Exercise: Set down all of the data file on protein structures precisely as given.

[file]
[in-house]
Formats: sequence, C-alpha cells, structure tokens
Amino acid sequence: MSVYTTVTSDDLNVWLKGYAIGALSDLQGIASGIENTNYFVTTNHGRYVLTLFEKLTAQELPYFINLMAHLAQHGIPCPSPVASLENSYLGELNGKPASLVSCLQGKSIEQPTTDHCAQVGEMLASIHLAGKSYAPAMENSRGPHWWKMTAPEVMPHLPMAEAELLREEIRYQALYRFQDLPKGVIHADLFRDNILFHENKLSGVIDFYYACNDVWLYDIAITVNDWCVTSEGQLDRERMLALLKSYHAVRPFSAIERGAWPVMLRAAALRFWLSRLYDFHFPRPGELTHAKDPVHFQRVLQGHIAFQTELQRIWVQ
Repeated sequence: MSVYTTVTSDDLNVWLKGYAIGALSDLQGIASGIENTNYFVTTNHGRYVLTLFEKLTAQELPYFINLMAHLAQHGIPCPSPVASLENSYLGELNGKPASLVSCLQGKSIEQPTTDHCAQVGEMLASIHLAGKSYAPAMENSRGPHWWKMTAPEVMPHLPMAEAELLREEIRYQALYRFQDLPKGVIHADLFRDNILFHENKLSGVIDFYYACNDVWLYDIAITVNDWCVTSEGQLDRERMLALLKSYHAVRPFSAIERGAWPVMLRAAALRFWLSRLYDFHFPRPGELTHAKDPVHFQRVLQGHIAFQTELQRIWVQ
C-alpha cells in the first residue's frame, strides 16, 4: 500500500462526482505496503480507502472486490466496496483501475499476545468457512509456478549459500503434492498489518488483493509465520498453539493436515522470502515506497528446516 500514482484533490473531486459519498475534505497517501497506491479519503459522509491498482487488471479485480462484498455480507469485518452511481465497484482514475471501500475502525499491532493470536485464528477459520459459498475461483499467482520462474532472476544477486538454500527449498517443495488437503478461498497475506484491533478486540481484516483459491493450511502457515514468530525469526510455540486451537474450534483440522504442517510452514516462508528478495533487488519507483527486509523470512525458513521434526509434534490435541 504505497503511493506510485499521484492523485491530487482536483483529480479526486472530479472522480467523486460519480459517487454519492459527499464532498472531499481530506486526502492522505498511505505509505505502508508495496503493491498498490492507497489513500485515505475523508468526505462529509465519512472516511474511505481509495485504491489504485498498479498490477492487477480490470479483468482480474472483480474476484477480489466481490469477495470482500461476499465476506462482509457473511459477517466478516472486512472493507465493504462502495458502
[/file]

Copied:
[in-house]
Formats: sequence, C-alpha cells, structure tokens
Amino acid sequence: MSVYTTVTSDDLNVWLKGYAIGALSDLQGIASGIENTNYFVTTNHGRYVLTLFEKLTAQELPYFINLMAHLAQHGIPCPSPVASLENSYLGELNGKPASLVSCLQGKSIEQPTTDHCAQVGEMLASIHLAGKSYAPAMENSRGPHWWKMTAPEVMPHLPMAEAELLREEIRYQALYRFQDLPKGVIHADLFRDNILFHENKLSGVIDFYYACNDVWLYDIAITVNDWCVTSEGQLDRERMLALLKSYHAVRPFSAIERGAWPVMLRAAALRFWLSRLYDFHFPRPGELTHAKDPVHFQRVLQGHIAFQTELQRIWVQ
Repeated sequence: MSVYTTVTSDDLNVWLKGYAIGALSDLQGIASGIENTNYFVTTNHGRYVLTLFEKLTAQELPYFINLMAHLAQHGIPCPSPVASLENSYLGELNGKPASLVSCLQGKSIEQPTTDHCAQVGEMLASIHLAGKSYAPAMENSRGPHWWKMTAPEVMPHLPMAEAELLREEIRYQALYRFQDLPKGVIHADLFRDNILFHENKLSGVIDFYYACNDVWLYDIAITVNDWCVTSEGQLDRERMLALLKSYHAVRPFSAIERGAWPVMLRAAALRFWLSRLYDFHFPRPGELTHAKDPVHFQRVLQGHIAFQTELQRIWVQ
C-alpha cells in the first residue's frame, strides 16, 4: 500500500462526482505496503480507502472486490466496496483501475499476545468457512509456478549459500503434492498489518488483493509465520498453539493436515522470502515506497528446516 500514482484533490473531486459519498475534505497517501497506491479519503459522509491498482487488471479485480462484498455480507469485518452511481465497484482514475471501500475502525499491532493470536485464528477459520459459498475461483499467482520462474532472476544477486538454500527449498517443495488437503478461498497475506484491533478486540481484516483459491493450511502457515514468530525469526510455540486451537474450534483440522504442517510452514516462508528478495533487488519507483527486509523470512525458513521434526509434534490435541 504505497503511493506510485499521484492523485491530487482536483483529480479526486472530479472522480467523486460519480459517487454519492459527499464532498472531499481530506486526502492522505498511505505509505505502508508495496503493491498498490492507497489513500485515505475523508468526505462529509465519512472516511474511505481509495485504491489504485498498479498490477492487477480490470479483468482480474472483480474476484477480489466481490469477495470482500461476499465476506462482509457473511459477517466478516472486512472493507465493504462502495458502